Unintended consequences of evolution of the Common Terminology Criteria for Adverse Events.

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2019 Apr 09

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<p><strong>BACKGROUND: </strong>Adverse events (AEs) on Children's Oncology Group (COG) trials are reported manually by clinical research assistants (CRAs). The Common Terminology Criteria for Adverse Events (CTCAE) was developed to provide standardized definitions for identifying and grading AEs. The CTCAE has expanded significantly over its five versions, but the impact of CTCAE definitional changes has not been examined.</p>

<p><strong>PROCEDURE: </strong>This study compared AE number and ascertainment among the first four CTCAE versions using a case vignette. Each CTCAE version was used to create a list of AEs and grades by two separate CRAs.</p>

<p><strong>RESULTS: </strong>The CTCAE expanded from 9 categories and 49 AEs in v1.0 to 26 categories and 790 AEs in v4.0. CRAs independently selected different approaches to AE ascertainment-comprehensive and parsimonious. The number of AEs identified in the parsimonious approach was stable with 10-14 in each CTC version. The comprehensive approach identified 9, 20, 29, and 37 AEs in CTC versions 1.0, 2.0, 3.0, and 4.0, respectively. Only approximately 65% of AEs were conclusively graded in versions 2.0 to 4.0 using the comprehensive approach.</p>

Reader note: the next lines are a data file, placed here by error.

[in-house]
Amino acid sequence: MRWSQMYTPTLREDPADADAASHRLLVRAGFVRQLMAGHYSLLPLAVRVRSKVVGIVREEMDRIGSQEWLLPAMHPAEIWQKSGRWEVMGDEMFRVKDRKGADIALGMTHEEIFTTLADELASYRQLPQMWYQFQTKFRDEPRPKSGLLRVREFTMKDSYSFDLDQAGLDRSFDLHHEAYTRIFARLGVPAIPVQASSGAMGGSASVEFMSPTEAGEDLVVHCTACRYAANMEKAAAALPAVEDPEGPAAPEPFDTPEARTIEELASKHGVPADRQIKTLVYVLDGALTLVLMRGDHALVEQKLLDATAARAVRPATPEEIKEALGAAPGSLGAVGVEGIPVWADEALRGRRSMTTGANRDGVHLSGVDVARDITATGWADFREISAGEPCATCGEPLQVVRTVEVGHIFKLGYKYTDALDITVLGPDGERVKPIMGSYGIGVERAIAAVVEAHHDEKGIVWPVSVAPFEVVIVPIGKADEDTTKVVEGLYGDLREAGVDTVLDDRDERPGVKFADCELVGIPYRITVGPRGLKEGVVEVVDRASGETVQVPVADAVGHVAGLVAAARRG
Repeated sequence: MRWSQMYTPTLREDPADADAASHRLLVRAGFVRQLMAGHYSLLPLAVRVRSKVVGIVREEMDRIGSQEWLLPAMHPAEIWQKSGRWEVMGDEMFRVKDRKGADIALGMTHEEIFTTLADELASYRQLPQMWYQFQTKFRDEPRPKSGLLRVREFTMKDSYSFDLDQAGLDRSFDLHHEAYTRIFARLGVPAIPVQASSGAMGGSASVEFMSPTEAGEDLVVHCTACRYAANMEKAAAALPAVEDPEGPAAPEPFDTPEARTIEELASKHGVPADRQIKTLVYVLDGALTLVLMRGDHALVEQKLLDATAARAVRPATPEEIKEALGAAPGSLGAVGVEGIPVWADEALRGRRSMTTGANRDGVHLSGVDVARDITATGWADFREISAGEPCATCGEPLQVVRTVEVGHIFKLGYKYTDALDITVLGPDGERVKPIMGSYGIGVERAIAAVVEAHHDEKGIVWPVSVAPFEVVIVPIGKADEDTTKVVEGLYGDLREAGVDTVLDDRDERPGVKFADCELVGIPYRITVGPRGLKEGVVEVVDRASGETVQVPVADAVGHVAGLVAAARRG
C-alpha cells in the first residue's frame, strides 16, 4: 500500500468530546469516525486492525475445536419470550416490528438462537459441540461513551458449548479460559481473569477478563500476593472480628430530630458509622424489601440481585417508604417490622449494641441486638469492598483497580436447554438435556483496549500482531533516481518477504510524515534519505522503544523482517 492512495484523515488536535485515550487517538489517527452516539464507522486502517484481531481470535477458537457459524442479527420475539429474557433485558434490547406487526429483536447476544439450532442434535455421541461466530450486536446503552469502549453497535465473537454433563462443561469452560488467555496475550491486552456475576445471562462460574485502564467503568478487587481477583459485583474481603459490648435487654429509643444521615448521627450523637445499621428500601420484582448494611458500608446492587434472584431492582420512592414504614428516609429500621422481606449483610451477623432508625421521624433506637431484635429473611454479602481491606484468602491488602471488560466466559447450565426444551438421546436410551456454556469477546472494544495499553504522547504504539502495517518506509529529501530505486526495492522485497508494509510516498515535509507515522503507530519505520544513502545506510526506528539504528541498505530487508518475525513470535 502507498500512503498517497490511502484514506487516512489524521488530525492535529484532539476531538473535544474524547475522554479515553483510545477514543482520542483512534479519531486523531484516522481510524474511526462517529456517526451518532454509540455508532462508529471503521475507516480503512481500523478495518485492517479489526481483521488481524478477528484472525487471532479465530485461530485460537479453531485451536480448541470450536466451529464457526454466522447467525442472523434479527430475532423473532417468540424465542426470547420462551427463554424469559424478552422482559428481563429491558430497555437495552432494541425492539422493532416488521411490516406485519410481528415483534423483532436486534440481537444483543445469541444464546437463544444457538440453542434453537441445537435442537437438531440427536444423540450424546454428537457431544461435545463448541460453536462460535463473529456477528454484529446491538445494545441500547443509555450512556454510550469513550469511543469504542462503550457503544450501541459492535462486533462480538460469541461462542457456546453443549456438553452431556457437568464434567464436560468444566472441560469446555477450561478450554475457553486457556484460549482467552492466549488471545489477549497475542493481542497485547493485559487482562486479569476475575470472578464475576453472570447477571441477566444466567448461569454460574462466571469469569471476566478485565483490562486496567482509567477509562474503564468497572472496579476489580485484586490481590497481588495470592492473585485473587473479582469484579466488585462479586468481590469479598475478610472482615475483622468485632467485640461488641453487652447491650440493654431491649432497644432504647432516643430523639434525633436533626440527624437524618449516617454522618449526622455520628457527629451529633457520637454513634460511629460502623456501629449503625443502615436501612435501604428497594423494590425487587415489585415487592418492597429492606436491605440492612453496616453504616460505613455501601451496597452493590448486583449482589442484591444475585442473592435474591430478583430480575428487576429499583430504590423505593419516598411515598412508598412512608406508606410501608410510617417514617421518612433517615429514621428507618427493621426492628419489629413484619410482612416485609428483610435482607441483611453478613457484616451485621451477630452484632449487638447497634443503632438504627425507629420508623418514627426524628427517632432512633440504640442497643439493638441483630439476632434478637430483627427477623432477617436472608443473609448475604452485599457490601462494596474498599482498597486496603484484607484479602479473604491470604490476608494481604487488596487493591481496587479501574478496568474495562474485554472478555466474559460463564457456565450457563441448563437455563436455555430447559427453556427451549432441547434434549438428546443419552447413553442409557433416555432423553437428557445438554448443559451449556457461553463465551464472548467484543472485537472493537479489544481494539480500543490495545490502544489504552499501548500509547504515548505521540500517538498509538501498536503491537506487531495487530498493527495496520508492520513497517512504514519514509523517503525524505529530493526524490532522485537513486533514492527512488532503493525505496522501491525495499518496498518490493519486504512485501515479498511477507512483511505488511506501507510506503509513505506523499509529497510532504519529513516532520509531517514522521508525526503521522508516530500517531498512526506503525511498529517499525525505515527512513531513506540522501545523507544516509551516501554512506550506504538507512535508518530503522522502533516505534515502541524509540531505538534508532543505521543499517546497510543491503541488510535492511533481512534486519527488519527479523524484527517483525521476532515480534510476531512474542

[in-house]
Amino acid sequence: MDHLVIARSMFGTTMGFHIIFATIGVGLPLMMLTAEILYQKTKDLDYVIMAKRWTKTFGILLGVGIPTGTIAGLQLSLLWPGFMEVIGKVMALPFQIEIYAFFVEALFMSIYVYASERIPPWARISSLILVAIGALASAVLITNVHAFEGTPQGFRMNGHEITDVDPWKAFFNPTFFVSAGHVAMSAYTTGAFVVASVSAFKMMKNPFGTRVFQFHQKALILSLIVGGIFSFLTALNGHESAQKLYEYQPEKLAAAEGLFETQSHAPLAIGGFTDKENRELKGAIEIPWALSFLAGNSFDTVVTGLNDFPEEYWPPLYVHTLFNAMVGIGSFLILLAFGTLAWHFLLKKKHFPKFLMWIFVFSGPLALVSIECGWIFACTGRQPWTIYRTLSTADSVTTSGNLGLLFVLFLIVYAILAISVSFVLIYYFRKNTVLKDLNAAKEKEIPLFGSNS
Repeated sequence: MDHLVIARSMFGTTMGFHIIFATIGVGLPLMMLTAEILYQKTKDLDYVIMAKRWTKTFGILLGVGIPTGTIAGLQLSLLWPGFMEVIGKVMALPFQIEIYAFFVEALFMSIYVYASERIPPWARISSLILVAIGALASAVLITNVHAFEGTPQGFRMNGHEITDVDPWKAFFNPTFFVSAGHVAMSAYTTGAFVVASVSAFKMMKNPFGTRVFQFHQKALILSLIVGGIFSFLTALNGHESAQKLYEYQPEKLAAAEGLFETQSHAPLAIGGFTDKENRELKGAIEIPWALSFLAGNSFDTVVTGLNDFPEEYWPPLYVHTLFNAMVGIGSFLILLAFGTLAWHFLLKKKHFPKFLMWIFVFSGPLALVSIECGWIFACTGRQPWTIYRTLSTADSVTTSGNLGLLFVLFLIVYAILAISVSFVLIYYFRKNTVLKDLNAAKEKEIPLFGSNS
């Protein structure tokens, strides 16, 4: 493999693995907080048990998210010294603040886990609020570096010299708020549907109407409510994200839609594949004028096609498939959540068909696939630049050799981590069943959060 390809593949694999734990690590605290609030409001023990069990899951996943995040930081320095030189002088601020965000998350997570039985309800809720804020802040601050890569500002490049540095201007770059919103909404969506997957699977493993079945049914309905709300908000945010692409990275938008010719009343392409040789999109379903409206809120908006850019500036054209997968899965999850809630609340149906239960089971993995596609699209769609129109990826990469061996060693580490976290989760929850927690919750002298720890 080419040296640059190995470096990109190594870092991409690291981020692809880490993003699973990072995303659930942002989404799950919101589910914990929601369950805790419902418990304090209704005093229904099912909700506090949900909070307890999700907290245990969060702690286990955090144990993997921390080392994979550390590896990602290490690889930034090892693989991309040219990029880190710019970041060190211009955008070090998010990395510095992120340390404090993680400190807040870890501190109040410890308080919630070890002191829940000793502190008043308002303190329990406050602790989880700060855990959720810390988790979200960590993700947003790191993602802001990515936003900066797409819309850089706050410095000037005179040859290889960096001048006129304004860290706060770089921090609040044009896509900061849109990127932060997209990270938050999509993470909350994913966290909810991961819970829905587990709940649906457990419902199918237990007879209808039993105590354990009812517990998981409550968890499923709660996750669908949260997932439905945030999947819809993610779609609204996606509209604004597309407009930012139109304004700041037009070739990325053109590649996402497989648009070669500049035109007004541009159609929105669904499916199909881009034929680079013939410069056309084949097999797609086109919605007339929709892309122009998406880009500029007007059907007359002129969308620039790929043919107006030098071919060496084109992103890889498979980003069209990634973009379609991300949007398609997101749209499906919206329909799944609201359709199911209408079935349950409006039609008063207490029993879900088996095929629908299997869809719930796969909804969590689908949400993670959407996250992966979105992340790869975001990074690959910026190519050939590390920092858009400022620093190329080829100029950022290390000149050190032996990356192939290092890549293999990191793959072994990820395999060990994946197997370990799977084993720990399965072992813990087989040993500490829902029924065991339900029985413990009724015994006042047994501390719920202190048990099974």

<p><strong>CONCLUSIONS: </strong>CTCAE has increased in complexity. Although this increased complexity allows for more granular AE reporting, these data demonstrate potential unintended negative consequences of increasing CTC AE complexity, including the risk of varying approaches to AE capture. A comprehensive evaluation of CTC AE definitions and CRA reporting practices across COG institutions and AEs are needed to improve the accuracy and efficiency of AE reporting.</p>



Alternate Title

Pediatr Blood Cancer




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